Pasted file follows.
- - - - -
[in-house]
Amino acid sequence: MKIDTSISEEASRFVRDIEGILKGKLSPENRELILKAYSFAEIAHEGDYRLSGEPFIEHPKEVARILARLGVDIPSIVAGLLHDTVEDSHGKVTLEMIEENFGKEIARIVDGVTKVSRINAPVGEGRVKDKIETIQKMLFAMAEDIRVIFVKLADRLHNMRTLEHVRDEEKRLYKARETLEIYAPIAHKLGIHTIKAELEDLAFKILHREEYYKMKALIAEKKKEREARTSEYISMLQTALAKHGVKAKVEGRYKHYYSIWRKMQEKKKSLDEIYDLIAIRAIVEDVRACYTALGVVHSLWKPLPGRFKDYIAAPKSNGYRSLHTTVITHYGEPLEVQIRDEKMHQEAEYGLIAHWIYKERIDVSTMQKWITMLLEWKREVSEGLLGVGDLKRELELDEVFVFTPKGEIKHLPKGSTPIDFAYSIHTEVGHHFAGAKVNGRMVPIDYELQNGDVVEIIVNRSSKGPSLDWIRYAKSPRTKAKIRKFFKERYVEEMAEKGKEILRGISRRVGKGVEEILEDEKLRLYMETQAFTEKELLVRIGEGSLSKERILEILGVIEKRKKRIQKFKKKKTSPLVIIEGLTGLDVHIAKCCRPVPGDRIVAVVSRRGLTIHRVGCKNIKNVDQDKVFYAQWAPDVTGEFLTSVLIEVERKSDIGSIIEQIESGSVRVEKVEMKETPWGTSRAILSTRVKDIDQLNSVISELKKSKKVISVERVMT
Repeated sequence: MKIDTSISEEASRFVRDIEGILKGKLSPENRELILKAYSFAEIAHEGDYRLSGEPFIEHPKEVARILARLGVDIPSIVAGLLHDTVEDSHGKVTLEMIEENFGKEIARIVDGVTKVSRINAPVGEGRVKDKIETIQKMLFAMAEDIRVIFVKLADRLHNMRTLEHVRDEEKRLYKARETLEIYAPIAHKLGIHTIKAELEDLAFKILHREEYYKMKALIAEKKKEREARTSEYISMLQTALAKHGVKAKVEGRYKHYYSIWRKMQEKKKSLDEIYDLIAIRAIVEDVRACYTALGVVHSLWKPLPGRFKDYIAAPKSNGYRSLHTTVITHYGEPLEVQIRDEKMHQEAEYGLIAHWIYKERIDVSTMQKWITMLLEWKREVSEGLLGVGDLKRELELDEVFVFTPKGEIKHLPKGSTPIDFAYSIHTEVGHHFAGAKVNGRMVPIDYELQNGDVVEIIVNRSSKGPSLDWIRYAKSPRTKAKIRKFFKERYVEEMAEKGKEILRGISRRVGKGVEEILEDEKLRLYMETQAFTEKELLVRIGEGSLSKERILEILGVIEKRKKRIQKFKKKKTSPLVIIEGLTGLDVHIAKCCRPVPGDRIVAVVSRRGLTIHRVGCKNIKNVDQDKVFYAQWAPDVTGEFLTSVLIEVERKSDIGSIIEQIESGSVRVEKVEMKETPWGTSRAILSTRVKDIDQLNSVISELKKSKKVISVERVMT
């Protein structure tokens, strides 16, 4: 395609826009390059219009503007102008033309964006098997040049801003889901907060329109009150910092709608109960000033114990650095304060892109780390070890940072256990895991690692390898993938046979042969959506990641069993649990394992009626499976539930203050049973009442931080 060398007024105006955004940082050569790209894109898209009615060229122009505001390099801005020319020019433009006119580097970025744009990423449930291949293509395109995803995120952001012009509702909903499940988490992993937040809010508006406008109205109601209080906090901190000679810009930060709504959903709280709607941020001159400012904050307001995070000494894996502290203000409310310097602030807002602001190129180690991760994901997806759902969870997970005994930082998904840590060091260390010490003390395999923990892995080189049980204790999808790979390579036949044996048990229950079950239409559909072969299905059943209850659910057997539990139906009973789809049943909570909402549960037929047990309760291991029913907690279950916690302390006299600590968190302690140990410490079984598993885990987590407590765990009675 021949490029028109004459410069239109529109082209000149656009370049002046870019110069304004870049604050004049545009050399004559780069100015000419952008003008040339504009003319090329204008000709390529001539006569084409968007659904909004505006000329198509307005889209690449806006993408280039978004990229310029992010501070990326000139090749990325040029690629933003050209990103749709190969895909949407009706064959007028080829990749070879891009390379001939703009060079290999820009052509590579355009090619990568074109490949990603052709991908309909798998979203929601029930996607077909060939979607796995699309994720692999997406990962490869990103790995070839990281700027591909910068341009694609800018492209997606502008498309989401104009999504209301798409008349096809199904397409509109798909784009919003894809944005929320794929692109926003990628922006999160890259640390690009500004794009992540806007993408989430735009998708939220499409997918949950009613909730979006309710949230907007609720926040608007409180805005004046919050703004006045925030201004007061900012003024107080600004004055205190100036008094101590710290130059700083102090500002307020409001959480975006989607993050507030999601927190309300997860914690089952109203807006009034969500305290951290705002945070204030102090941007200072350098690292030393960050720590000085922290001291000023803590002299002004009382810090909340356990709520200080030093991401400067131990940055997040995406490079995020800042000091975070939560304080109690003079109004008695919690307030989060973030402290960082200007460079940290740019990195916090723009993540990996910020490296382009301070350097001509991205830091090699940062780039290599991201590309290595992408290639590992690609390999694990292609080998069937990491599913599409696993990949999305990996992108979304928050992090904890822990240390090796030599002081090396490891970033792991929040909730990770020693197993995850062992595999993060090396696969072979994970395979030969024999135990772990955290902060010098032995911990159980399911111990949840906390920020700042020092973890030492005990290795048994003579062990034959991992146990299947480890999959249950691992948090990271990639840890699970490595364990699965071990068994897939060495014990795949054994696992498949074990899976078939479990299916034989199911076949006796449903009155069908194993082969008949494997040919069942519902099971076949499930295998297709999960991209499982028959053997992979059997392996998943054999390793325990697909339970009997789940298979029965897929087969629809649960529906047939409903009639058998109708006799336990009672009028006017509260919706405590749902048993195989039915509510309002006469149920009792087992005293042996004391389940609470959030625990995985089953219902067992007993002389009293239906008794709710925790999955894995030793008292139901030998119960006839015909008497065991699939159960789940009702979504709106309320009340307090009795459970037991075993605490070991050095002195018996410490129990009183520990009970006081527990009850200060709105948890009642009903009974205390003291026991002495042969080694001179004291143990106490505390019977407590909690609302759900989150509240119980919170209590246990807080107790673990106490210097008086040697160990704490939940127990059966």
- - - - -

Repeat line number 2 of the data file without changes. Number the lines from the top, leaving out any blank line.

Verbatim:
Amino acid sequence: MKIDTSISEEASRFVRDIEGILKGKLSPENRELILKAYSFAEIAHEGDYRLSGEPFIEHPKEVARILARLGVDIPSIVAGLLHDTVEDSHGKVTLEMIEENFGKEIARIVDGVTKVSRINAPVGEGRVKDKIETIQKMLFAMAEDIRVIFVKLADRLHNMRTLEHVRDEEKRLYKARETLEIYAPIAHKLGIHTIKAELEDLAFKILHREEYYKMKALIAEKKKEREARTSEYISMLQTALAKHGVKAKVEGRYKHYYSIWRKMQEKKKSLDEIYDLIAIRAIVEDVRACYTALGVVHSLWKPLPGRFKDYIAAPKSNGYRSLHTTVITHYGEPLEVQIRDEKMHQEAEYGLIAHWIYKERIDVSTMQKWITMLLEWKREVSEGLLGVGDLKRELELDEVFVFTPKGEIKHLPKGSTPIDFAYSIHTEVGHHFAGAKVNGRMVPIDYELQNGDVVEIIVNRSSKGPSLDWIRYAKSPRTKAKIRKFFKERYVEEMAEKGKEILRGISRRVGKGVEEILEDEKLRLYMETQAFTEKELLVRIGEGSLSKERILEILGVIEKRKKRIQKFKKKKTSPLVIIEGLTGLDVHIAKCCRPVPGDRIVAVVSRRGLTIHRVGCKNIKNVDQDKVFYAQWAPDVTGEFLTSVLIEVERKSDIGSIIEQIESGSVRVEKVEMKETPWGTSRAILSTRVKDIDQLNSVISELKKSKKVISVERVMT